If you've ever been on the freeway and saw the guy next to you holding his coffee with one hand, texting with the other, and steering with his kneecap while doing 80, you might find it quite plausible that humans only use 10% of their brain.

This is actually a scientific urban legend, though, and quite far from the truth. The man you see is engaging many parts of his brain - the driving uses the cerebellum, the texting uses his frontal lobe, reading his texts uses his visual cortex. He finally heard you honking after his kneecap steered into your lane. That's the temporal lobe. Although this man may not be using his brain very well, he is still using it.

The myth that we only use 10% of the brain is roughly 100 years old, and is somewhat ingrained in our culture. functional MRI however shows that even with simple tasks, such as watching a movie, large areas of our brain show increased blood oxygenation.

Even parts of the brain which can't be used for their designed purpose get repurposed. For example, blind people can locate sounds using their visual cortex - demonstrating that in the brain, real-estate is so valuable that vacancies are rare. Given that damaging nearly any area of the brain leads to some observable deficit, all areas of the brain are not only used, but they are used quite importantly.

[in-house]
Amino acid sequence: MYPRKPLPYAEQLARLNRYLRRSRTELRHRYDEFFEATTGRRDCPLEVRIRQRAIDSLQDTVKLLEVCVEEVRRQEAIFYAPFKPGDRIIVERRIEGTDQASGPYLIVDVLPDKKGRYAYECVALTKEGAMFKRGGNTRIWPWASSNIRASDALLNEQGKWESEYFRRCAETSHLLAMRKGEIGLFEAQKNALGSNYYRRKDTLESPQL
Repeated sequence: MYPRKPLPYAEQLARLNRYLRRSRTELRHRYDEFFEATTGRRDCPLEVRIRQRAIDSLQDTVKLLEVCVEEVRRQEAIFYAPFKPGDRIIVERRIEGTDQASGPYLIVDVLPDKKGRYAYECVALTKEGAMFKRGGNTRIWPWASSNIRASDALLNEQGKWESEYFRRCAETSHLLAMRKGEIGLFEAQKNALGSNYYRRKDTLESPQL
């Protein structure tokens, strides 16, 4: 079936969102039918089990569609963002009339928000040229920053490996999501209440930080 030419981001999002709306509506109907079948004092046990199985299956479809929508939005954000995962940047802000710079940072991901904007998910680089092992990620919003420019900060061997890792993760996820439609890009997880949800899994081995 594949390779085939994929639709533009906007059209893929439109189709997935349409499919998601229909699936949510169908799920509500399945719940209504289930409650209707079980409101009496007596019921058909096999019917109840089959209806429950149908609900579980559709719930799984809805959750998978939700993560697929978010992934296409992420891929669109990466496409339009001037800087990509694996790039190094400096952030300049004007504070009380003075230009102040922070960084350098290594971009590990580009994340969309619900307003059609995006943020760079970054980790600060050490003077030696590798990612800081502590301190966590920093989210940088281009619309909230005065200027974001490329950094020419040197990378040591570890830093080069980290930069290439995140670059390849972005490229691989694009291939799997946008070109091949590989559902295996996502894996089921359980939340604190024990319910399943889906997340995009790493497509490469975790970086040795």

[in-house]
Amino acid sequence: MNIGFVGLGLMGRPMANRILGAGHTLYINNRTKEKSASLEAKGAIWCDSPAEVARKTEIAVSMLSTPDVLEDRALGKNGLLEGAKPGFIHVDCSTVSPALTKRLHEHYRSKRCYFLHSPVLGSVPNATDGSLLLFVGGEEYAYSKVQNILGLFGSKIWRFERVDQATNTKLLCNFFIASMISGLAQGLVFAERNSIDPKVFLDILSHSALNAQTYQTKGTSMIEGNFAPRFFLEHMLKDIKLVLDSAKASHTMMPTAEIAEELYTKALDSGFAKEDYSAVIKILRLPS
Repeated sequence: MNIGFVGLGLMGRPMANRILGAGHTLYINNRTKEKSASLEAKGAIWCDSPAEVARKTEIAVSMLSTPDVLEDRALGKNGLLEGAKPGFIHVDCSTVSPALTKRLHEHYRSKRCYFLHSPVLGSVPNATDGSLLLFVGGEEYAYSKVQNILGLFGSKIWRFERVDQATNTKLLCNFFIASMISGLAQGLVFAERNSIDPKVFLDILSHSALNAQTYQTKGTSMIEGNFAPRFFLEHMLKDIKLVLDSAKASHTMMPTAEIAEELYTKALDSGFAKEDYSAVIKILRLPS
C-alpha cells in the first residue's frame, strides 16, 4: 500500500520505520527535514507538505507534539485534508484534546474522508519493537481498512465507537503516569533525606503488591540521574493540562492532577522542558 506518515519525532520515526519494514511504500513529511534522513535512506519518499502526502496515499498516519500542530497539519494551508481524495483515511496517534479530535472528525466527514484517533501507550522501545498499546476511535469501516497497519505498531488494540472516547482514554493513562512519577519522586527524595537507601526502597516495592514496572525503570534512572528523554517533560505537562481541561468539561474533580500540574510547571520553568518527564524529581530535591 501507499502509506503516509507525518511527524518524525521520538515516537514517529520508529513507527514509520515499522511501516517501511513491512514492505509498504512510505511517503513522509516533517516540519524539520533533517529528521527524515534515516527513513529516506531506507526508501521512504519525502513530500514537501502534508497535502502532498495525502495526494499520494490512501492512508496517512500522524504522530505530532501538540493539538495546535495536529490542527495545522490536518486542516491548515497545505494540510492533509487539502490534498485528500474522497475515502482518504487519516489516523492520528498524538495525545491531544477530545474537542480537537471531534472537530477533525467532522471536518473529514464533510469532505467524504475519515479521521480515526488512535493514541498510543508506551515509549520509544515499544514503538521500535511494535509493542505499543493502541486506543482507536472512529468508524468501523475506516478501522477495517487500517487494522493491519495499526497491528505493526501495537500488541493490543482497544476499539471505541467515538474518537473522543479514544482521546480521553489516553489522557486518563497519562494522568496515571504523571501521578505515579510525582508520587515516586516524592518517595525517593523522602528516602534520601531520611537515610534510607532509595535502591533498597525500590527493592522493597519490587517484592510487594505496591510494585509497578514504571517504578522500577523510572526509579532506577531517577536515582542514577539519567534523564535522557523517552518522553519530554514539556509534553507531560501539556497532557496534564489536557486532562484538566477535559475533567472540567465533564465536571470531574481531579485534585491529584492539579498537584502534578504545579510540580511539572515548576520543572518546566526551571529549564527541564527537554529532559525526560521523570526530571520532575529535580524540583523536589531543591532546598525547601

Even if you wanted to shut off 90% of your brain, you would be unable to, since so many functions ranging from breathing to vision all operate there. There is even a brain network that actually activates when we are at rest- called the default mode network, which some hypothesize is related to consciousness and self-referential thought.

There may be an additional evolutionary reason for our brains to be perpetually "active." Our ancestors hardly had the chance to sleep in an air-conditioned house with a deadbolted door, a security system, and a yappy dog. There was danger all around, and shutting off the brain during periods of sleep or even daydreaming could make them susceptible to real threats.

Because of this, our brains might have developed to be in "standbye" mode rather than being shut-off, which means that even now people do use most of their brain, even when they act like they don't have one.

Front page image credit: "Lucy" by Besson and Europacorp